South Africa, the first country to experience a strong surge as a result of the variant, has also seen cases decline rapidly in recent weeks after peaking in late December. The country has an average of 4,300 cases per day, much lower than the 23,000 average reached last month.
dr. Scott Gottlieb (pictured), former FDA director, said on Tuesday he doesn’t expect Covid to make another big shift beyond Omicron, and the virus’ endemic stage could be just around the corner
Some experts hope that this recent decline in the number of cases will spell the end of the COVID-19 pandemic and that the virus could reach an endemic phase sometime this year.
“I think the base case is that this is the end of the pandemic phase of this virus,” said Scott Gottlieb, former chief of the Food and Drug Administration (FDA) and current board member at Pfizer. CNBC is the Squawk Box on Tuesday.
He said the nature of the virus has continued to “drift,” with the virus developing slowly over time and appearing as different variants. Gottlieb said unless the virus makes a dramatic shift — as it did from Delta to Omicron — it should be able to be contained.
The Omicron strain is the mutated version of Covid discovered to date, with more than 50 mutations, including dozens on the spike protein. The mutations allow it to be quickly transmitted around the world and bypass the protections of the existing vaccines.
Omicron also appears to be the mildest strain to date, with the variant’s death toll still remaining lower than for the Delta variant, despite causing four times as many daily cases at its peak.
The rampant spread of Omicron in the US and around the world has largely wiped out Delta and dampened the danger of the virus in general, as the milder variant has managed to overtake all its more dangerous predecessors.
dr. Anthony Fauci, the nation’s leading infectious disease expert, warns that Omicron being the last variant of the pandemic is no guarantee. Earlier this week, he warned that a variant of the virus that can evade natural immunity from previous infection could emerge in the future, dwindling hopes of entering the endemic virus stage.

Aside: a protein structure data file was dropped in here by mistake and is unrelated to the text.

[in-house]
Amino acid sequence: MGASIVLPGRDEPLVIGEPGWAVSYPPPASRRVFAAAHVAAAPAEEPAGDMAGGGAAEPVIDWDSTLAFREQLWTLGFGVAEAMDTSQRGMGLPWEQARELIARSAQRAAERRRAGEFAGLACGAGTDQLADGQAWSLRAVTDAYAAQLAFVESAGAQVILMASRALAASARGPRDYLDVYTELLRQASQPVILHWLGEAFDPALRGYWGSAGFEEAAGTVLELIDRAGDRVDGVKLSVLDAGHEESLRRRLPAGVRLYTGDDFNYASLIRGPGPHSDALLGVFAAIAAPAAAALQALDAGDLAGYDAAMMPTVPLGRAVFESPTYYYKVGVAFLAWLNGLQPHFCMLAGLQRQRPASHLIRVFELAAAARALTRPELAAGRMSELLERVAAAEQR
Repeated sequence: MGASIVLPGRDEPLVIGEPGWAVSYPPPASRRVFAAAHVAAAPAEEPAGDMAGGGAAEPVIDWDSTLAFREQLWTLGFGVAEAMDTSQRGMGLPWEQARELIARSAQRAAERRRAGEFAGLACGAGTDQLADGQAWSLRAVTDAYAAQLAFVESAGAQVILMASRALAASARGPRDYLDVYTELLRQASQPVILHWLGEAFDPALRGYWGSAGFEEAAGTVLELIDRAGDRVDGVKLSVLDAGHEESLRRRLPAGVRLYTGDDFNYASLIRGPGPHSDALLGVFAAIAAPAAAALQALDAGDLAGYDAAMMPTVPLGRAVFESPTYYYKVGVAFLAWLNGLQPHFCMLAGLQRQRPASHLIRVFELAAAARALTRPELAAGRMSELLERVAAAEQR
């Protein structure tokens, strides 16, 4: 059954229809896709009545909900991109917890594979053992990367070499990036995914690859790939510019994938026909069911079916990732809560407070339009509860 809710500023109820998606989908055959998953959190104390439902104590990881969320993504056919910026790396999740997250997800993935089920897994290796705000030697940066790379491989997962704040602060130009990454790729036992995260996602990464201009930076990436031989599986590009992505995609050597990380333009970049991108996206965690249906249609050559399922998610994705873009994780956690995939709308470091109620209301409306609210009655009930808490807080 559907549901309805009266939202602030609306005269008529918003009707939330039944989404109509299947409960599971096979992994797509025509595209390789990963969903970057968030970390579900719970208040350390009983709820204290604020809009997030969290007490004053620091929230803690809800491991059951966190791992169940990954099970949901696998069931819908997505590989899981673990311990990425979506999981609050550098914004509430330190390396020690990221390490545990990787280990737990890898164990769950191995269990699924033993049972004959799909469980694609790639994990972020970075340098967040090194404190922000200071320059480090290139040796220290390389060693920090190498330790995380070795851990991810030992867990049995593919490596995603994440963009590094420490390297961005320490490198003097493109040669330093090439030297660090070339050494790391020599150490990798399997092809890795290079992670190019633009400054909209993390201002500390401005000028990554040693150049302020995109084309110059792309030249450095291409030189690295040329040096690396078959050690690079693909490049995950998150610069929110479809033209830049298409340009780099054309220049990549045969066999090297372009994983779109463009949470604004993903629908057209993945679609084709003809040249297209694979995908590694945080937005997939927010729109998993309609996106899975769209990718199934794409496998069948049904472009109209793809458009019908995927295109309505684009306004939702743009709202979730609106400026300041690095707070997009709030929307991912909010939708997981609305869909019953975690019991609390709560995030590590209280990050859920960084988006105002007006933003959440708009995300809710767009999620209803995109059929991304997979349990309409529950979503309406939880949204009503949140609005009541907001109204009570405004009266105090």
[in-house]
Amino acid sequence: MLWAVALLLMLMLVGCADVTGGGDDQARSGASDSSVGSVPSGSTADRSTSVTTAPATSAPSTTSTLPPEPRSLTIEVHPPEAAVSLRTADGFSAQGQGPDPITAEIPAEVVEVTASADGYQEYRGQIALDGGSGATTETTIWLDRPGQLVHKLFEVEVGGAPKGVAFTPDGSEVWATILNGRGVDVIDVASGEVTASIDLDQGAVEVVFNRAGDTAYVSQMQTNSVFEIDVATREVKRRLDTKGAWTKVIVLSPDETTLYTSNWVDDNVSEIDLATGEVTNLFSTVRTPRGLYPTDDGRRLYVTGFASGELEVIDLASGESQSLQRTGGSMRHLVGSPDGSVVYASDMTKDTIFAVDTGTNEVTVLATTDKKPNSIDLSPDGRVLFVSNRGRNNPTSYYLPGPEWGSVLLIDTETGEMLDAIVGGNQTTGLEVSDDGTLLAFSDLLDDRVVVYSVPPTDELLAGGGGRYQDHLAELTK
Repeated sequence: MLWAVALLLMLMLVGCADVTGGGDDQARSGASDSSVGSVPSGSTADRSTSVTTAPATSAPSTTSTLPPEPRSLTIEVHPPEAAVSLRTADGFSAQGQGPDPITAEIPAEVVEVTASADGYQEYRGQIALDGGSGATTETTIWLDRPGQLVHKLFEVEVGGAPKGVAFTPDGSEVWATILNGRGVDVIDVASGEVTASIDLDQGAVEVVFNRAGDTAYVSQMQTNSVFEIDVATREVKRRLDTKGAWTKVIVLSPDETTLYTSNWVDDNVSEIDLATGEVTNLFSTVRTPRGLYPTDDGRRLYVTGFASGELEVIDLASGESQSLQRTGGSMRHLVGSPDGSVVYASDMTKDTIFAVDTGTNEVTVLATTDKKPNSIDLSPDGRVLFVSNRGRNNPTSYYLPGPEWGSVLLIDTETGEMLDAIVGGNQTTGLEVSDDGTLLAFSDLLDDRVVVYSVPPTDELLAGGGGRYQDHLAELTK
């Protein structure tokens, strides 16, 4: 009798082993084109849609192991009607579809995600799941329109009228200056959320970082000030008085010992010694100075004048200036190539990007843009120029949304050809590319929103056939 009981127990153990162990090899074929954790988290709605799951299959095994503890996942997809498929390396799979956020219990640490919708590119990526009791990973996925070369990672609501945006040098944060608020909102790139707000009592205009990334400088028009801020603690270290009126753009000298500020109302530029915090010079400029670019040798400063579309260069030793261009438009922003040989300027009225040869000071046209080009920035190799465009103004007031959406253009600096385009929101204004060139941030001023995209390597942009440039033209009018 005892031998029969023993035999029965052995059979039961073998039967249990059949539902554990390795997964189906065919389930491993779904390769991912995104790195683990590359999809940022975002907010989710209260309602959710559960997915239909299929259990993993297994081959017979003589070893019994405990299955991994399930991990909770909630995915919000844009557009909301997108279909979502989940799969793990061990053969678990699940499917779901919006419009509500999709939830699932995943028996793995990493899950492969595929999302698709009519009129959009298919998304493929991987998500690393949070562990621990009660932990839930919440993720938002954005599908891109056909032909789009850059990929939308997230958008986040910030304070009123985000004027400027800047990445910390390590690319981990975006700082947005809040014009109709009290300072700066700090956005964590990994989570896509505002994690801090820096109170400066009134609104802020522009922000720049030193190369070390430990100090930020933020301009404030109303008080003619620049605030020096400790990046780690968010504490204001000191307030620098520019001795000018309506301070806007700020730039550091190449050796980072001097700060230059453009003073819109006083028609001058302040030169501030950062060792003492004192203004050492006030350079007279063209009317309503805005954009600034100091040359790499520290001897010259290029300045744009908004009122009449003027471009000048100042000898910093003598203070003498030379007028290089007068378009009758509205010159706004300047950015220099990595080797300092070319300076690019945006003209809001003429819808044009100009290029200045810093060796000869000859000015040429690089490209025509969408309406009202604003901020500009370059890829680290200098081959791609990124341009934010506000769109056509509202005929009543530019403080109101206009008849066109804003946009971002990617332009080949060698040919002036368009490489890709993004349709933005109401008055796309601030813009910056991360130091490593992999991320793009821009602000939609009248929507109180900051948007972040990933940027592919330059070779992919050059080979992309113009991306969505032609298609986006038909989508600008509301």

‘I hope that’s the case. But that would only be the case if we don’t get another variant that evades the immune response of the previous variant,” Fauci said at a virtual event on Davos Agenda this week.
While Omicron now appears to be pulling back and showing itself less of a threat, the federal government appears only now to be responding to this new threat. On Tuesday, the White House launched a website for Americans to order free Covid tests at home. However, the tests will not arrive for days and many who live in apartments or shared living arrangements have reported difficulties accessing the tests. Also, only four tests per household are available, meaning some families won’t get enough to make ends meet.
The White House has also announced plans to distribute 400 million N95 masks to US pharmacies nationwide by the end of the week. Early data shows that N95 and KN95 masks — often considered the most protective of masks — are needed to prevent the spread of the highly mutated strain.
Last week, President Joe Biden sent 1,000 troops to hospitals in six states to help increase hospital admissions. According to official data from the Department of Health and Human Services, 80 percent of U.S. hospital beds are currently occupied. Official data lists 156,894 Americans hospitalized with Covid every day, although the figure is misleading. Many people who come to the hospital to be treated for other conditions test positive while in attendance and are added to the total as a result.